Tips for Being a Field Period / Internship Supervisor
Hosting an intern is a wonderful and exciting thing to do. Interns can bring fresh ideas and perspectives to the things you deal with every day. They are beginning to develop themselves as a professional, and gain the soft and hard skills necessary to be successful in the workplace.
As a supervisor, you will lead them through this development, while providing them opportunities to learn and grow as a professional. With proper planning and dedication to the overall internship experience, you will not only provide your intern with a successful learning experience, but will enhance your own leadership and mentoring skills.
Prepare for your intern’s arrival:
An intern is not only looking to learn new skills, but learn about the structure of an organization. You may want to prepare an “intern kit” of some basic informational materials about your organization: staff directory, organizational chart, annual report, and publications; along with a welcoming note for him/her.
Designate a workspace for your intern, providing the materials necessary for him/her to complete the tasks you assign.
Have a pre-internship discussion with your intern about what he/she hopes to learn through the experience, and then have some set projects for him/her to assist with or take on during the internship.
Brief the other staff members prior to your student’s arrival; ensure they are aware of the intern’s role, and their role in helping supervise/mentor the intern.
Become acquainted with your intern:
Provide a one-on-one orientation to familiarize the student with his/her new surroundings, and to establish basic expectations for the internship. Cover any rules, regulations, and office protocol the intern is expected to follow.
Since you will be an individual the student will look up to, provide him/her with some information about your own career history and aspirations. Ask him/her to share his/her career aspirations as well.
Be cognizant of the process your intern is going through:
Your intern may be experiencing a totally new work environment and may be unsure of how to handle certain situations. Be prepared to offer guidance and insight in areas that you consider common sense.
Provide a mentor for your intern:
We have all benefited from the support and direction of a mentor at some point in our lives. Offering your intern the opportunity to connect with another professional within your organization is a great learning experience for the intern and the mentor. There are two approaches you can take to mentoring:
Pair the intern with a newer professional, someone younger and closer to having experienced some of the same things your intern will be experiencing. This mentor can provide the student with some raw insight into what it takes to be successful as a young professional. It is also a great opportunity for you to provide that professional with some leadership experience.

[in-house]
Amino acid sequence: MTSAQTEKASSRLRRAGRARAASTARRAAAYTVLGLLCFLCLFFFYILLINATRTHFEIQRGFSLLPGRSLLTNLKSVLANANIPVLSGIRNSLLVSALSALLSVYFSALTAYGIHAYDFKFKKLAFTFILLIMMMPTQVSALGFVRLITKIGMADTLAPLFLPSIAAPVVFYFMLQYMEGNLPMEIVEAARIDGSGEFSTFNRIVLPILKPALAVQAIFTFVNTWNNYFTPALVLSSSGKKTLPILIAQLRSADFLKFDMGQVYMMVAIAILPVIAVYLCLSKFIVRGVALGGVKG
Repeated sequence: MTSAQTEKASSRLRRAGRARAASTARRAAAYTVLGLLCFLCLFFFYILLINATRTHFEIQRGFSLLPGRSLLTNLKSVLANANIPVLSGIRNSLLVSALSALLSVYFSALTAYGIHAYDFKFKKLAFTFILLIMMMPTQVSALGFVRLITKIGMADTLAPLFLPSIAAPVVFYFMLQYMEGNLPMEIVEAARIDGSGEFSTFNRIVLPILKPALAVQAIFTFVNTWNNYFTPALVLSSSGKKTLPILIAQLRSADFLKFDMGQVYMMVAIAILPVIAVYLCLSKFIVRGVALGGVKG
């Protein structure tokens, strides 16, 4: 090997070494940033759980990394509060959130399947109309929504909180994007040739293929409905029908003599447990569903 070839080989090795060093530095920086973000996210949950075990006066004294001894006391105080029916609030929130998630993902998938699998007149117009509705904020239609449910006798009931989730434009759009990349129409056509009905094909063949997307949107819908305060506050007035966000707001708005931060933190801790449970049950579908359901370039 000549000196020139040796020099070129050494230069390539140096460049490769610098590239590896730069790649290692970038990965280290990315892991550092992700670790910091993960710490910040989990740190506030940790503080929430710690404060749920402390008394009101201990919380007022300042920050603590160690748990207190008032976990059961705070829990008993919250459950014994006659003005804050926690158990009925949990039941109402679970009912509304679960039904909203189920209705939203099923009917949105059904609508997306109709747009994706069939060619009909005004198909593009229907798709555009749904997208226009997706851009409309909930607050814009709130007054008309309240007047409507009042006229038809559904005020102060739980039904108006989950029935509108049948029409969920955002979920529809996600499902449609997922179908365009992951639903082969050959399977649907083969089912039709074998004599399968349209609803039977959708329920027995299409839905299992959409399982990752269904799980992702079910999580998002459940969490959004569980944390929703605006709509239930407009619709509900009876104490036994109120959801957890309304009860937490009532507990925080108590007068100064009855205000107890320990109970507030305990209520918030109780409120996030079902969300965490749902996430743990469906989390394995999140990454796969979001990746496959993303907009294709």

Pair the intern with a veteran staff member who fully understands and has shown great commitment to the organization. This person can show the intern the ins and outs of your organization, and can assist with supervising and leading the intern when you are unavailable.
Provide experiential learning opportunities for your intern:
Your intern will come to the Field Period with a learning contract. On this contract the intern has outlined what he/she hopes to learn through the experience in the form of learning goals and learning objectives. Discuss this contract with your intern and ensure that you and he/she develops a plan for achieving the goals and objectives.
Provide your intern with feedback:
Feedback is vital to your intern’s learning experience. The student wants and needs to know when he/she does something well or messes up. Constructive feedback, which offers suggestions for being successful in the future, is best.
Honesty is still always the best policy. Honest feedback that informs the intern of how the “real world” would respond to his/her work and actions is important .
Evaluate the internship experience:
In order for the intern and your organization to get something out of the experience, we ask that you complete an evaluation at the end of the internship. By evaluating the internship experience and your approach to supervision, etc., you can improve your program for future interns and employees
Free NYSCEEA Membership
Keuka College will proudly sponsor all employers interested in, and not currently a member of, the New York State Cooperative and Experiential Education Association (NYSCEEA) for one year of free membership. NYSCEEA is an organization of colleges and employers with a focus on best practices in experiential education and recruiting.
For more information on NYSCEEA visit http://www.nysceea.org. If you are interested in this free membership, contact Anne Marie Guthrie..
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